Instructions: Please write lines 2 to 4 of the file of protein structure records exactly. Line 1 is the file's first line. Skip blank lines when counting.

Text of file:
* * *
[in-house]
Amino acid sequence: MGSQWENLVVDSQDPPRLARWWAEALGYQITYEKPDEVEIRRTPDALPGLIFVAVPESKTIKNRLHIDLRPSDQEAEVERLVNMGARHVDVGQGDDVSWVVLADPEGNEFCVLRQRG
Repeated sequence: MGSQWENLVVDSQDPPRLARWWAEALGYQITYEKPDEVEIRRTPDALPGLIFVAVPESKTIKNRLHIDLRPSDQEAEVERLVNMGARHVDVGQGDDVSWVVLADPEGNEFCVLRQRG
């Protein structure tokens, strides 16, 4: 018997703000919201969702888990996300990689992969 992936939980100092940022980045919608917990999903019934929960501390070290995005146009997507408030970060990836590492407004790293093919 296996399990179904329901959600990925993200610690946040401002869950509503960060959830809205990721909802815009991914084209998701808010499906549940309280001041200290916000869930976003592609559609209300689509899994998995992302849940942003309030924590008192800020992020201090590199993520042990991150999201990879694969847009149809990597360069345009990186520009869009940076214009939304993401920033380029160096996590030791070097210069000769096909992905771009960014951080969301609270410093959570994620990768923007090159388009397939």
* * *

Amino acid sequence: MGSQWENLVVDSQDPPRLARWWAEALGYQITYEKPDEVEIRRTPDALPGLIFVAVPESKTIKNRLHIDLRPSDQEAEVERLVNMGARHVDVGQGDDVSWVVLADPEGNEFCVLRQRG
Repeated sequence: MGSQWENLVVDSQDPPRLARWWAEALGYQITYEKPDEVEIRRTPDALPGLIFVAVPESKTIKNRLHIDLRPSDQEAEVERLVNMGARHVDVGQGDDVSWVVLADPEGNEFCVLRQRG
């Protein structure tokens, strides 16, 4: 018997703000919201969702888990996300990689992969 992936939980100092940022980045919608917990999903019934929960501390070290995005146009997507408030970060990836590492407004790293093919 296996399990179904329901959600990925993200610690946040401002869950509503960060959830809205990721909802815009991914084209998701808010499906549940309280001041200290916000869930976003592609559609209300689509899994998995992302849940942003309030924590008192800020992020201090590199993520042990991150999201990879694969847009149809990597360069345009990186520009869009940076214009939304993401920033380029160096996590030791070097210069000769096909992905771009960014951080969301609270410093959570994620990768923007090159388009397939």